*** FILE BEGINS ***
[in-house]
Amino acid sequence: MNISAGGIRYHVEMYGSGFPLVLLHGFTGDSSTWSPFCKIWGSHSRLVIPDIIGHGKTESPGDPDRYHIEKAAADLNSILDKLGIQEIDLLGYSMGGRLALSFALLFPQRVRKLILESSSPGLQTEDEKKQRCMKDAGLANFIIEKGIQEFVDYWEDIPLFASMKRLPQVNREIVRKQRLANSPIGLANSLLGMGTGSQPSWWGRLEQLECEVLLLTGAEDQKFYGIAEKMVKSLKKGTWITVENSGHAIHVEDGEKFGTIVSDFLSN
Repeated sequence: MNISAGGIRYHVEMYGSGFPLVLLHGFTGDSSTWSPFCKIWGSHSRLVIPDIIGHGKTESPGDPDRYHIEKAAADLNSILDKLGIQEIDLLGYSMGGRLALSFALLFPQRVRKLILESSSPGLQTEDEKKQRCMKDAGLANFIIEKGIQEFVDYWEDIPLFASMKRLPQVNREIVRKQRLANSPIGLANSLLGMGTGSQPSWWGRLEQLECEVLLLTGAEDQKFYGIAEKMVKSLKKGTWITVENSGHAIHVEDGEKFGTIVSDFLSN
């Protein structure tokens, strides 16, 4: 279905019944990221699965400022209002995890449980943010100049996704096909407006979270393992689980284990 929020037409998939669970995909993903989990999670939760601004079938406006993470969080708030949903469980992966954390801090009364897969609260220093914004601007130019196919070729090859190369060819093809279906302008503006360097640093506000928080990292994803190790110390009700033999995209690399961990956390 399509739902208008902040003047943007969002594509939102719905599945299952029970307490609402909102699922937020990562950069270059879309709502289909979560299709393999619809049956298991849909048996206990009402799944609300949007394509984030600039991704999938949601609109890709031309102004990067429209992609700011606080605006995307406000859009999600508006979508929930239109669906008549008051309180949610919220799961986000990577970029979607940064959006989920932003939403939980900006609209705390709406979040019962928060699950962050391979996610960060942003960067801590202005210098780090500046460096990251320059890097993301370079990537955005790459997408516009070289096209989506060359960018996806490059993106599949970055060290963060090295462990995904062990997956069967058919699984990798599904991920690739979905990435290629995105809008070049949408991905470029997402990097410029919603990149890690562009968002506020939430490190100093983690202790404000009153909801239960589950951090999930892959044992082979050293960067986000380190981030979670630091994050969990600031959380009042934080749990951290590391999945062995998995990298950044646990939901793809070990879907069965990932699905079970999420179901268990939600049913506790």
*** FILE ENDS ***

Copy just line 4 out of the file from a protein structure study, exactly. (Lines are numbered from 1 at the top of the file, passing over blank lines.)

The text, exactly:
């Protein structure tokens, strides 16, 4: 279905019944990221699965400022209002995890449980943010100049996704096909407006979270393992689980284990 929020037409998939669970995909993903989990999670939760601004079938406006993470969080708030949903469980992966954390801090009364897969609260220093914004601007130019196919070729090859190369060819093809279906302008503006360097640093506000928080990292994803190790110390009700033999995209690399961990956390 399509739902208008902040003047943007969002594509939102719905599945299952029970307490609402909102699922937020990562950069270059879309709502289909979560299709393999619809049956298991849909048996206990009402799944609300949007394509984030600039991704999938949601609109890709031309102004990067429209992609700011606080605006995307406000859009999600508006979508929930239109669906008549008051309180949610919220799961986000990577970029979607940064959006989920932003939403939980900006609209705390709406979040019962928060699950962050391979996610960060942003960067801590202005210098780090500046460096990251320059890097993301370079990537955005790459997408516009070289096209989506060359960018996806490059993106599949970055060290963060090295462990995904062990997956069967058919699984990798599904991920690739979905990435290629995105809008070049949408991905470029997402990097410029919603990149890690562009968002506020939430490190100093983690202790404000009153909801239960589950951090999930892959044992082979050293960067986000380190981030979670630091994050969990600031959380009042934080749990951290590391999945062995998995990298950044646990939901793809070990879907069965990932699905079970999420179901268990939600049913506790």